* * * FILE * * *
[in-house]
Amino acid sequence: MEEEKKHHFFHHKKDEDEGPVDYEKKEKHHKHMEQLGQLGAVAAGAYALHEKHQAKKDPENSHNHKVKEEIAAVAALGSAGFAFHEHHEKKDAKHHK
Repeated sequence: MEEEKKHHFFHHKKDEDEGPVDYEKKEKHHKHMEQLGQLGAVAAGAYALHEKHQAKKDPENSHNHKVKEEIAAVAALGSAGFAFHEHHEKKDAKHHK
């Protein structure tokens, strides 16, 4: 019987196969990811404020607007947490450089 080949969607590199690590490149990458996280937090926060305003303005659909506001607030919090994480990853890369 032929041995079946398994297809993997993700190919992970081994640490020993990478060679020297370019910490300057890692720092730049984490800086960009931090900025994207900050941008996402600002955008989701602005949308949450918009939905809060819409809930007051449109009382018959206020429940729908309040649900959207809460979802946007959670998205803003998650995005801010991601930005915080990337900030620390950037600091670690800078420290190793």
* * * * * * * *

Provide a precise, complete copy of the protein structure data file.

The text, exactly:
[in-house]
Amino acid sequence: MEEEKKHHFFHHKKDEDEGPVDYEKKEKHHKHMEQLGQLGAVAAGAYALHEKHQAKKDPENSHNHKVKEEIAAVAALGSAGFAFHEHHEKKDAKHHK
Repeated sequence: MEEEKKHHFFHHKKDEDEGPVDYEKKEKHHKHMEQLGQLGAVAAGAYALHEKHQAKKDPENSHNHKVKEEIAAVAALGSAGFAFHEHHEKKDAKHHK
């Protein structure tokens, strides 16, 4: 019987196969990811404020607007947490450089 080949969607590199690590490149990458996280937090926060305003303005659909506001607030919090994480990853890369 032929041995079946398994297809993997993700190919992970081994640490020993990478060679020297370019910490300057890692720092730049984490800086960009931090900025994207900050941008996402600002955008989701602005949308949450918009939905809060819409809930007051449109009382018959206020429940729908309040649900959207809460979802946007959670998205803003998650995005801010991601930005915080990337900030620390950037600091670690800078420290190793």